Mugabe Forces Nestle To Shut Down
For refusing to buy milk from Robert Mugabe's Gushungo Farm (whose dairy cows are shown on display at an Agricultural Show above), Nestle has been hounded out of Zimbabwe, forced to cease operations, throwing hundreds and perhaps ultimately thousands of people out of work. Not a squeak from those who should have a conscience in this Inclusive Government as we export jobs (Nestle products will now mostly likely be imported for our shops from South Africa)
Harare, Zimbabwe, 23 December 2009
Nestle Zimbabwe, by far the biggest and most dominant supplier of processed dairy products in Zimbabwe, has been forced by the Mugabe family and its supporters to shut down.
The company only says it has "suspended" operations and does not give reasons.
It does not take much to figure out what is happening. Nestle were buying milk from Gushungo Farm, owned and operated by the First Lady of Zimbabwe, Grace Mugabe until protests about their propping Mugabe up financially and profiting from "stolen land".
The Zimbabwe operation of the company then stopped buying milk from the First lady's farm and immediately came under attack from Mugabe's supporters.
Saviour Kasukuwere, Minister of Youth in the Inclusive Government and high-ranking member of Mugabe's ZANU PF threatened a few days ago that "we" would hand over companies such as Nestle to black people (read ZANU PF people).
Kasukuwere and other Mugabe supporters were claiming that Nestle's actions were tantamount to the imposition of sanctions on the First Family.
There were reports last month that Nestle had resumed buying Grace's milk, but the shut down of their operation last week here in Zimbabwe says otherwise.
ZANU PF officials are not hiding their glee at the shut down of Nestle. They are now publicly accusing the company of importing raw materials "that are available locally". The company is said to have used Zimbabwe "simply for toll manufacturing".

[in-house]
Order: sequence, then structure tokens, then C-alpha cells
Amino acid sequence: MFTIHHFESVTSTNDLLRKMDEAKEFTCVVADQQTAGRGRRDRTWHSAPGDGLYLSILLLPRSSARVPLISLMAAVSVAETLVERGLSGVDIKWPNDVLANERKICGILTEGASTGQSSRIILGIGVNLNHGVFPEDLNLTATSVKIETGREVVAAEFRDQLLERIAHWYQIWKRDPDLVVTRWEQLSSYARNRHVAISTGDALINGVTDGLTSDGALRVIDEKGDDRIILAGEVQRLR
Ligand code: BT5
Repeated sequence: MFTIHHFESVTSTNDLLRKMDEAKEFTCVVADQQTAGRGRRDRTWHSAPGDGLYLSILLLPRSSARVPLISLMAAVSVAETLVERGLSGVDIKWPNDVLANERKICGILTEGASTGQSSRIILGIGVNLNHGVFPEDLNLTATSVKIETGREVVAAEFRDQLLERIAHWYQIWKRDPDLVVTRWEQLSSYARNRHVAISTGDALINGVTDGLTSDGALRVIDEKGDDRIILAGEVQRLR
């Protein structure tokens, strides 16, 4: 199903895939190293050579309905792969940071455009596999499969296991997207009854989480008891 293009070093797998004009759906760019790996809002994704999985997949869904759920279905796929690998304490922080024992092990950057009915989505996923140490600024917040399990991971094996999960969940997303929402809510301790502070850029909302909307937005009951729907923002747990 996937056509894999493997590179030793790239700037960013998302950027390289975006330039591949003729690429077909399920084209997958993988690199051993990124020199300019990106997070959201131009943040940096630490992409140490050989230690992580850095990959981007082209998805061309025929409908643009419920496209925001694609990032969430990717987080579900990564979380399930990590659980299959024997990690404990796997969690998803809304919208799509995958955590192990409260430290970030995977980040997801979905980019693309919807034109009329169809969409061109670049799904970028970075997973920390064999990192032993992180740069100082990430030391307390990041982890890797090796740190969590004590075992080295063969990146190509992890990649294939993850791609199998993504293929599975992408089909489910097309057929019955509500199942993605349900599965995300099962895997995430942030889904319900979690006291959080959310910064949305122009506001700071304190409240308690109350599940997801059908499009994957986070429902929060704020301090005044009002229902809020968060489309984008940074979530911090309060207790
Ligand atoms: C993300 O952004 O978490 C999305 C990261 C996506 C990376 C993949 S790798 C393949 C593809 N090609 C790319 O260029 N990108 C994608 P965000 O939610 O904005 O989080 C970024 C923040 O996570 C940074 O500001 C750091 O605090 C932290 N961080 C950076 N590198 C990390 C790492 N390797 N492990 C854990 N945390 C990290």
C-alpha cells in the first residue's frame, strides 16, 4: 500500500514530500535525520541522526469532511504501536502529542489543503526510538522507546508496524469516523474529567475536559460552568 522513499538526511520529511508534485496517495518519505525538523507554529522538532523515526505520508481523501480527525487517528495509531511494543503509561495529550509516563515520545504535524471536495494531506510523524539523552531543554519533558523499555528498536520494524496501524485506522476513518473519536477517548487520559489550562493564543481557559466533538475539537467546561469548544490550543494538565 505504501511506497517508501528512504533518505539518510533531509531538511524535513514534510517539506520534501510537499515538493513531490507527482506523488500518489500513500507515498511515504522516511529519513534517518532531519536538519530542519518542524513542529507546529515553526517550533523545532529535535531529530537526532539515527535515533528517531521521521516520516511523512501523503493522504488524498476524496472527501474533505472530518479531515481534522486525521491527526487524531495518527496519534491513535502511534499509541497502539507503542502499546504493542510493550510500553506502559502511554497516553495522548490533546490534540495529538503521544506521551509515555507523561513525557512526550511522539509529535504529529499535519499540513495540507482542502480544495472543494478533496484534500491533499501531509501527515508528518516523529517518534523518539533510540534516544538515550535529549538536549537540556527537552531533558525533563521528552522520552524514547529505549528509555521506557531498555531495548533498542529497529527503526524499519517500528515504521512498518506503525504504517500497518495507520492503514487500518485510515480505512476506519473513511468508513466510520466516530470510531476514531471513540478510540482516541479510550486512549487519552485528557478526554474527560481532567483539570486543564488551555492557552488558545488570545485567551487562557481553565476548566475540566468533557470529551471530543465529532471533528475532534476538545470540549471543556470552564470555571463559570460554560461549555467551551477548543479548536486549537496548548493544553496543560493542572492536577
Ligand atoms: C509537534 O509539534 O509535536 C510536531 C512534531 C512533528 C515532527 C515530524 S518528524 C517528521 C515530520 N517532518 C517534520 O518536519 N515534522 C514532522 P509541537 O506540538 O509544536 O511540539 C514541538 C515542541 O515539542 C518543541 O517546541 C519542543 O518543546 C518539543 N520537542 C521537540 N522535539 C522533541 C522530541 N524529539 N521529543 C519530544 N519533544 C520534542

It is their fault now, apparently, that the Government of Zimbabwe has failed to put in policies that create jobs for the people of Zimbabwe. Yet, by forcing Nestle to shut down (and not even hiding their pleasure at the shut down), ZAU PF has just thrown a lot of workers at the company and downstream out of work.
A couple of thousand more people will be walking the streets jobless.
What is even sadder is that Zimbabweans, especially Zimbabwean parents, who rely on Nestle infant and toddler milk and milk products will simply import the stuff. Soon, supermarkets will realise that this is the way to go and will also import Nestle products to sell in their shops. The imports will almost certainly come from South Africa, which means more jobs will be created in that country as a result of this action.
All this because of one farm, owned by the wife of the president?
It shows where the power still truly resides in Zimbabwe. The MDC-T and Morgan Tsvangirai, if they had any shame, would at the very least issue a public and unequivocal condemnation of this travesty. They should let the people know that they value foreign investments as much as they value the appointments of their governors, ambassadors and deputy ministers, over whom they pulled out of cabinet on October 16 this year.
This is unlikely to happen, of course.
Which raises the question: if the interests of these workers, the interests of the citizens of Zimbabwe will not be protected by the party that says it wants to bring a better future to Zimbabwe, who will they protected by.
If there ever was a time to speak out, it is now.
But this will not happen.
Which leads, inevitably, to the question: what is the MDC doing in government, if it will bury its head in the sand as this is going on.
All the people need and want to have their faith in the loyalty of the MDC to the people of Zimbabwe is simply words: speaking out, distancing themselves from this act of intimidation and economic vandalism.